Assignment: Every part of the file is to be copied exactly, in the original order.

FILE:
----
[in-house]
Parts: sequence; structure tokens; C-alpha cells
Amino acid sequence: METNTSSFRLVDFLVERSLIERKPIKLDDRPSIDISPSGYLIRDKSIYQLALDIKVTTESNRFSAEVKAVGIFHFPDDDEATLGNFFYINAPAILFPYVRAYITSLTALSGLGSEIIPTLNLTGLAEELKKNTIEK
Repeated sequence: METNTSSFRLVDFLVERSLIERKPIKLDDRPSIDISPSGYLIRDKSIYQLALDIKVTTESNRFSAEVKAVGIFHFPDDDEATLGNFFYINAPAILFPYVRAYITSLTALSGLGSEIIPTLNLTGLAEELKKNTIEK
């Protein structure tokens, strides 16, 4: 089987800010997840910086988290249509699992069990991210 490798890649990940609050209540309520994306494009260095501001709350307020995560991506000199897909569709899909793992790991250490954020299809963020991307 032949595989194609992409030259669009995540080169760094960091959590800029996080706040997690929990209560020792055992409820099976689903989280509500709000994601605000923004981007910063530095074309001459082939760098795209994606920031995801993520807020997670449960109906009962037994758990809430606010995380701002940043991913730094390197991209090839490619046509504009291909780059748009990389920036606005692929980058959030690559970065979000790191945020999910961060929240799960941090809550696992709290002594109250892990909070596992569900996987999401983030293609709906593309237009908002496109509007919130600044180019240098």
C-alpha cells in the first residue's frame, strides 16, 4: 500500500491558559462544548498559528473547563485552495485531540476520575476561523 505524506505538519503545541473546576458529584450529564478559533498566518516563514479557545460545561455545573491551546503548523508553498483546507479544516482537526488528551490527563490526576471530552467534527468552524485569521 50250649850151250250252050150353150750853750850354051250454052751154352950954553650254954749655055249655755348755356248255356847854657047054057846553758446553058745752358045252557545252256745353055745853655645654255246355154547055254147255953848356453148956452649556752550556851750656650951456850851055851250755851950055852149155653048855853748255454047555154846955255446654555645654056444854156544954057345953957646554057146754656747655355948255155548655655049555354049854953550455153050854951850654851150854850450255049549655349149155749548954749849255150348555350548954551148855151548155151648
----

[in-house]
Parts: sequence; structure tokens; C-alpha cells
Amino acid sequence: METNTSSFRLVDFLVERSLIERKPIKLDDRPSIDISPSGYLIRDKSIYQLALDIKVTTESNRFSAEVKAVGIFHFPDDDEATLGNFFYINAPAILFPYVRAYITSLTALSGLGSEIIPTLNLTGLAEELKKNTIEK
Repeated sequence: METNTSSFRLVDFLVERSLIERKPIKLDDRPSIDISPSGYLIRDKSIYQLALDIKVTTESNRFSAEVKAVGIFHFPDDDEATLGNFFYINAPAILFPYVRAYITSLTALSGLGSEIIPTLNLTGLAEELKKNTIEK
């Protein structure tokens, strides 16, 4: 089987800010997840910086988290249509699992069990991210 490798890649990940609050209540309520994306494009260095501001709350307020995560991506000199897909569709899909793992790991250490954020299809963020991307 032949595989194609992409030259669009995540080169760094960091959590800029996080706040997690929990209560020792055992409820099976689903989280509500709000994601605000923004981007910063530095074309001459082939760098795209994606920031995801993520807020997670449960109906009962037994758990809430606010995380701002940043991913730094390197991209090839490619046509504009291909780059748009990389920036606005692929980058959030690559970065979000790191945020999910961060929240799960941090809550696992709290002594109250892990909070596992569900996987999401983030293609709906593309237009908002496109509007919130600044180019240098």
C-alpha cells in the first residue's frame, strides 16, 4: 500500500491558559462544548498559528473547563485552495485531540476520575476561523 505524506505538519503545541473546576458529584450529564478559533498566518516563514479557545460545561455545573491551546503548523508553498483546507479544516482537526488528551490527563490526576471530552467534527468552524485569521 50250649850151250250252050150353150750853750850354051250454052751154352950954553650254954749655055249655755348755356248255356847854657047054057846553758446553058745752358045252557545252256745353055745853655645654255246355154547055254147255953848356453148956452649556752550556851750656650951456850851055851250755851950055852149155653048855853748255454047555154846955255446654555645654056444854156544954057345953957646554057146754656747655355948255155548655655049555354049854953550455153050854951850654851150854850450255049549655349149155749548954749849255150348555350548954551148855151548155151648